This provision would all but eliminate practices such as Amazon’s sale of its own batteries in competition with Duracell (owned by Berkshire Hathaway). It also requires that if Amazon sells a product, it must host on a nondiscriminatory basis any actual or potential competitor. This provision goes even further than the Robinson-Patman Act, which limited a firm’s power to discriminate among existing suppliers. It would require a firm to accept other suppliers as well. For example, there are currently 300,000 makers of handcrafted bar soap in the United States and 397 manufacturers of garden fertilizer. Because Amazon already sells these products, this bill would require it to sell the competing products of all of these other firms and on the same terms. It could no longer select, as all retailers do, among third party sellers. Imagine telling Walmart (which is a bigger retailer than Amazon) that if it sells kitchen cutting boards it must carry the competing cutting boards of all 165 American manufacturers. The only practical way a firm could comply would be to exit from markets with a large number of sellers. It would also create silos that would significantly limit a platform’s ability to compete on one of the other platforms. For example, Amazon could not offer Amazon Music on Apple devices in competition with Apple Music. This bill could do more harm to the US internet economy than China ever could.
There is evidence that Amazon, Facebook, Apple, and Google are committing anticompetitive abuses that require correction. A non-antitrust possibility is theft of intellectual property rights if a firm steals trade secrets or copies the products of third-party sellers. Another, which is covered by the antitrust laws, is most favored nation clauses. These require suppliers to ensure that competitors’ prices are as high or higher than the firm that is imposing the restraint. Such clauses directly harm consumers, labor, and others who benefit from high output, because they impose higher prices on everyone who is affected. The best antitrust tool for these, if proven, is the restraint of trade provisions in the Sherman Act. A good assist would be legislation applying to large network sellers that reduces the market power requirement for illegality and switches the burden of proof for defenses.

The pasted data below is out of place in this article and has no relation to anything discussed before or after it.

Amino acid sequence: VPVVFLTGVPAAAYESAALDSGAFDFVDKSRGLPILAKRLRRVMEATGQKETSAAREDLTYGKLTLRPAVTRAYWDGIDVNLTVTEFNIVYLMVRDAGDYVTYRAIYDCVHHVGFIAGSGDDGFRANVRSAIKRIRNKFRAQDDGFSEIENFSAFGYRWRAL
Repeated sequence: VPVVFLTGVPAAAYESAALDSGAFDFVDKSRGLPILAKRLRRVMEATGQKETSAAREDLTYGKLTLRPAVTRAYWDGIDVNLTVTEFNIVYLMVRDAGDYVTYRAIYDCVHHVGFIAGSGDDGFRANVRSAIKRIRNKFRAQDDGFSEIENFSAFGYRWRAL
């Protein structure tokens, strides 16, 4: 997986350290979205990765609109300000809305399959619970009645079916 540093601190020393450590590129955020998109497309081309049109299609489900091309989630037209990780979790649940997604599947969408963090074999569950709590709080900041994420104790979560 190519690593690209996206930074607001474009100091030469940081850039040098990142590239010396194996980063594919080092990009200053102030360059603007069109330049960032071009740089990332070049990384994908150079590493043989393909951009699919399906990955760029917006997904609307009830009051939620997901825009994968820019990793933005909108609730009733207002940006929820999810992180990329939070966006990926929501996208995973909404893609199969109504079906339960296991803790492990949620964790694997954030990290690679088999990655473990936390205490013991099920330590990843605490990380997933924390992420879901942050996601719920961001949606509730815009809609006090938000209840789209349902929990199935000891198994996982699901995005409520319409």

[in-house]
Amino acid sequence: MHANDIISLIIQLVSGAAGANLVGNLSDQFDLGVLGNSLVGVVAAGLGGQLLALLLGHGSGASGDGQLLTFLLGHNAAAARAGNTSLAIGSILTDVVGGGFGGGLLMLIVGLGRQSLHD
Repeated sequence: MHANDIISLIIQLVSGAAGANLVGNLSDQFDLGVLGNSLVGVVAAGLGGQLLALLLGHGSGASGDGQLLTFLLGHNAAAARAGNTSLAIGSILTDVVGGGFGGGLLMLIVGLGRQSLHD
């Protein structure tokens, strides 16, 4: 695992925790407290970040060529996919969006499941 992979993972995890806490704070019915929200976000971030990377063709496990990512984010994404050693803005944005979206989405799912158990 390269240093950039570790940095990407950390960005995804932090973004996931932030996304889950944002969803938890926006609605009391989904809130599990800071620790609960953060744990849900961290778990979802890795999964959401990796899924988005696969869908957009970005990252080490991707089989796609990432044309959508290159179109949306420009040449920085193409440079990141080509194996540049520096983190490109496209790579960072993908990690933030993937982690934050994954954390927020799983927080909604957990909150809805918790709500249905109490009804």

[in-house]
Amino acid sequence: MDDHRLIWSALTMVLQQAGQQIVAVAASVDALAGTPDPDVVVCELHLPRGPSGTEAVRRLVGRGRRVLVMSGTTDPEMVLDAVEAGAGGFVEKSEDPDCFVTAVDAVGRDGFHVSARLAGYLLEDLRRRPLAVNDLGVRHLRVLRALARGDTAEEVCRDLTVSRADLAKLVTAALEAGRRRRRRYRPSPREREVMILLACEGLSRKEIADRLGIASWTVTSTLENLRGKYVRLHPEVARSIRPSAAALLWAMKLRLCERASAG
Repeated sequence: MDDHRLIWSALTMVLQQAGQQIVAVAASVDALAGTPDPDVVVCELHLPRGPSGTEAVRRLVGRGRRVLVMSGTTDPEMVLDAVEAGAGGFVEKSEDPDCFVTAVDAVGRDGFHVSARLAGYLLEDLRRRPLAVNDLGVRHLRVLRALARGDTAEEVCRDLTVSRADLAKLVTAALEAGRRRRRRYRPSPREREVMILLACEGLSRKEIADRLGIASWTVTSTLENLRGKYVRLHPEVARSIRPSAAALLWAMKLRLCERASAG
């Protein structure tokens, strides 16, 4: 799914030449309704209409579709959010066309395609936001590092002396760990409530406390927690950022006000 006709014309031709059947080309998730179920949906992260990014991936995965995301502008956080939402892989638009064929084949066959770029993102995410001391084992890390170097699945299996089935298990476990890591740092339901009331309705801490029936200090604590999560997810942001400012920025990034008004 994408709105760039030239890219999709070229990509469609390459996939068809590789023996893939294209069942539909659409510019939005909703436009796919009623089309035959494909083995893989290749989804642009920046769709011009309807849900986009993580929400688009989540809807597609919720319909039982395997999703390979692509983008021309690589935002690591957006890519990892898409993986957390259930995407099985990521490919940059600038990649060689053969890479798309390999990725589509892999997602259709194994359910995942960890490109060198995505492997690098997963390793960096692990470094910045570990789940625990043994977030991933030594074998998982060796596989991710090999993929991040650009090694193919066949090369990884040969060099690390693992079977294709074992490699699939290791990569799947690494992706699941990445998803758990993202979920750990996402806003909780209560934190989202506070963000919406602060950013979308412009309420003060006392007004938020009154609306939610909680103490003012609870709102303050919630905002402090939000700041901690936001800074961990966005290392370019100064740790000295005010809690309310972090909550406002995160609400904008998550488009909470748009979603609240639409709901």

The ultimate goal should be to make digital sellers of all sizes more competitive, not to destroy them.
Disclosure: Herbert Hovenkamp serves in an unpaid capacity on the international board of advisors for the Global Antitrust Institute (GAI) at the Antonin Scalia Law School at the George Mason University, where he debates against the Federalist Society on antitrust issues. GAI has received funding from tech companies, including Google, Amazon and Qualcomm.
Editor’s note: The author’s disclosure has been updated after publication.